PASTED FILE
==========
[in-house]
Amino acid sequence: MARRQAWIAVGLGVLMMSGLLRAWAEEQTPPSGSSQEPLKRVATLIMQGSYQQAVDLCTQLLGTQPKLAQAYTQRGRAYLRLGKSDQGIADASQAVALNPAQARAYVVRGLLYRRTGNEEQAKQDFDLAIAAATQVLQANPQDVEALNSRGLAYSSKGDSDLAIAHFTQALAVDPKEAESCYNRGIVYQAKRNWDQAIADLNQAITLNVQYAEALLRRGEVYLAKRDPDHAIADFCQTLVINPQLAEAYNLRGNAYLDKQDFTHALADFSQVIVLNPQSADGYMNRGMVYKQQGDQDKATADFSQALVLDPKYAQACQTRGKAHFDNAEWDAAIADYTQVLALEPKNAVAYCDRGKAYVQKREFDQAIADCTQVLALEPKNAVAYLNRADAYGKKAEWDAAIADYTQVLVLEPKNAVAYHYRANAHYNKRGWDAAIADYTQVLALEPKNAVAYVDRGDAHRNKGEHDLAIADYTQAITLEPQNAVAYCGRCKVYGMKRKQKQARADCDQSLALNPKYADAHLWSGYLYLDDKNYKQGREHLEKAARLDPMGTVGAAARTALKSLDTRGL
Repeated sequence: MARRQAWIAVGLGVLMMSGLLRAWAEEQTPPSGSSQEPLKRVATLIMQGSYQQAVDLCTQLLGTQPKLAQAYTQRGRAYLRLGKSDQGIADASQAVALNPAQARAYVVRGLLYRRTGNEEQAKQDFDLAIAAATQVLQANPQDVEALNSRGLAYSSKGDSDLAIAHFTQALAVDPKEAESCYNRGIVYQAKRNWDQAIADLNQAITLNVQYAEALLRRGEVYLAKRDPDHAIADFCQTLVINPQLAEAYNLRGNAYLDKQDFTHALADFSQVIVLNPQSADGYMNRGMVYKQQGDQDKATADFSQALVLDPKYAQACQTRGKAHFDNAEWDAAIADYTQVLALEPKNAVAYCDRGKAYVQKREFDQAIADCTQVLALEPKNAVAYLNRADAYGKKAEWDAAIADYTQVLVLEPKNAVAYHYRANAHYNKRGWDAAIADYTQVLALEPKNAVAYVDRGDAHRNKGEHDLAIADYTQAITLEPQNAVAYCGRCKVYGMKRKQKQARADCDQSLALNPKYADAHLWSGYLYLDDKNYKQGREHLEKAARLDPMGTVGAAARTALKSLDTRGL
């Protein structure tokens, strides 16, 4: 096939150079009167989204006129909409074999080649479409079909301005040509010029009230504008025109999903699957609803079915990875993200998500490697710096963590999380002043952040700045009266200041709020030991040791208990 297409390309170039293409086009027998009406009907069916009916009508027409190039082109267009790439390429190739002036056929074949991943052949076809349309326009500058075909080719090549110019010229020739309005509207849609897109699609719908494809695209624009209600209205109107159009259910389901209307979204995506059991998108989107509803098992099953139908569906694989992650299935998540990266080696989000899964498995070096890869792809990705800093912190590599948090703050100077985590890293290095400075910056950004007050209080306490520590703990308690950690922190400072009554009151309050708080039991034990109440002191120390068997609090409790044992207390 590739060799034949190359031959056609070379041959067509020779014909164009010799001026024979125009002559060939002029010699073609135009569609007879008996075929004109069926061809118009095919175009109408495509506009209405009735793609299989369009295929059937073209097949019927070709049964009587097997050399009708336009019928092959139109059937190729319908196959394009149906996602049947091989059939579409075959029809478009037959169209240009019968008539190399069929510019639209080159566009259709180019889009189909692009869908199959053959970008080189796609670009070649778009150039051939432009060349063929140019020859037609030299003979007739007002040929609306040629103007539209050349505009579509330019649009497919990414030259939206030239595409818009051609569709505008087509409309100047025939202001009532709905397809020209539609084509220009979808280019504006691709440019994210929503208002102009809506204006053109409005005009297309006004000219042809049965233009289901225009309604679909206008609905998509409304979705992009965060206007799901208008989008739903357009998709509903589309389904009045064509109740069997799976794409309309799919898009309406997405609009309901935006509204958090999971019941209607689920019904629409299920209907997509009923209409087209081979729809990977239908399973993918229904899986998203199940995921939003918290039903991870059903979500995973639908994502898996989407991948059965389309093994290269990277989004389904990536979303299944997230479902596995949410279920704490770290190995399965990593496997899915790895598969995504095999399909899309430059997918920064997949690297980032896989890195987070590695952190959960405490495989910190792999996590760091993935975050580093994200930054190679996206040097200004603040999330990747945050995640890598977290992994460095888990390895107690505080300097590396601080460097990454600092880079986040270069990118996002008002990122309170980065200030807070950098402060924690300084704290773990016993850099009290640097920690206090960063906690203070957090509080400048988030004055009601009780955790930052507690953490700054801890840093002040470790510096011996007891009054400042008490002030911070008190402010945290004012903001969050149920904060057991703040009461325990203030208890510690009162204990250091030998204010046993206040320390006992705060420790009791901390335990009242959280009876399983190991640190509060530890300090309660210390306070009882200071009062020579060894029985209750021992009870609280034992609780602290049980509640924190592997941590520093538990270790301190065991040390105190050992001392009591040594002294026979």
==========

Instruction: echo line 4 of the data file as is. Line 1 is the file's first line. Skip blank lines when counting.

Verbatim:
């Protein structure tokens, strides 16, 4: 096939150079009167989204006129909409074999080649479409079909301005040509010029009230504008025109999903699957609803079915990875993200998500490697710096963590999380002043952040700045009266200041709020030991040791208990 297409390309170039293409086009027998009406009907069916009916009508027409190039082109267009790439390429190739002036056929074949991943052949076809349309326009500058075909080719090549110019010229020739309005509207849609897109699609719908494809695209624009209600209205109107159009259910389901209307979204995506059991998108989107509803098992099953139908569906694989992650299935998540990266080696989000899964498995070096890869792809990705800093912190590599948090703050100077985590890293290095400075910056950004007050209080306490520590703990308690950690922190400072009554009151309050708080039991034990109440002191120390068997609090409790044992207390 590739060799034949190359031959056609070379041959067509020779014909164009010799001026024979125009002559060939002029010699073609135009569609007879008996075929004109069926061809118009095919175009109408495509506009209405009735793609299989369009295929059937073209097949019927070709049964009587097997050399009708336009019928092959139109059937190729319908196959394009149906996602049947091989059939579409075959029809478009037959169209240009019968008539190399069929510019639209080159566009259709180019889009189909692009869908199959053959970008080189796609670009070649778009150039051939432009060349063929140019020859037609030299003979007739007002040929609306040629103007539209050349505009579509330019649009497919990414030259939206030239595409818009051609569709505008087509409309100047025939202001009532709905397809020209539609084509220009979808280019504006691709440019994210929503208002102009809506204006053109409005005009297309006004000219042809049965233009289901225009309604679909206008609905998509409304979705992009965060206007799901208008989008739903357009998709509903589309389904009045064509109740069997799976794409309309799919898009309406997405609009309901935006509204958090999971019941209607689920019904629409299920209907997509009923209409087209081979729809990977239908399973993918229904899986998203199940995921939003918290039903991870059903979500995973639908994502898996989407991948059965389309093994290269990277989004389904990536979303299944997230479902596995949410279920704490770290190995399965990593496997899915790895598969995504095999399909899309430059997918920064997949690297980032896989890195987070590695952190959960405490495989910190792999996590760091993935975050580093994200930054190679996206040097200004603040999330990747945050995640890598977290992994460095888990390895107690505080300097590396601080460097990454600092880079986040270069990118996002008002990122309170980065200030807070950098402060924690300084704290773990016993850099009290640097920690206090960063906690203070957090509080400048988030004055009601009780955790930052507690953490700054801890840093002040470790510096011996007891009054400042008490002030911070008190402010945290004012903001969050149920904060057991703040009461325990203030208890510690009162204990250091030998204010046993206040320390006992705060420790009791901390335990009242959280009876399983190991640190509060530890300090309660210390306070009882200071009062020579060894029985209750021992009870609280034992609780602290049980509640924190592997941590520093538990270790301190065991040390105190050992001392009591040594002294026979």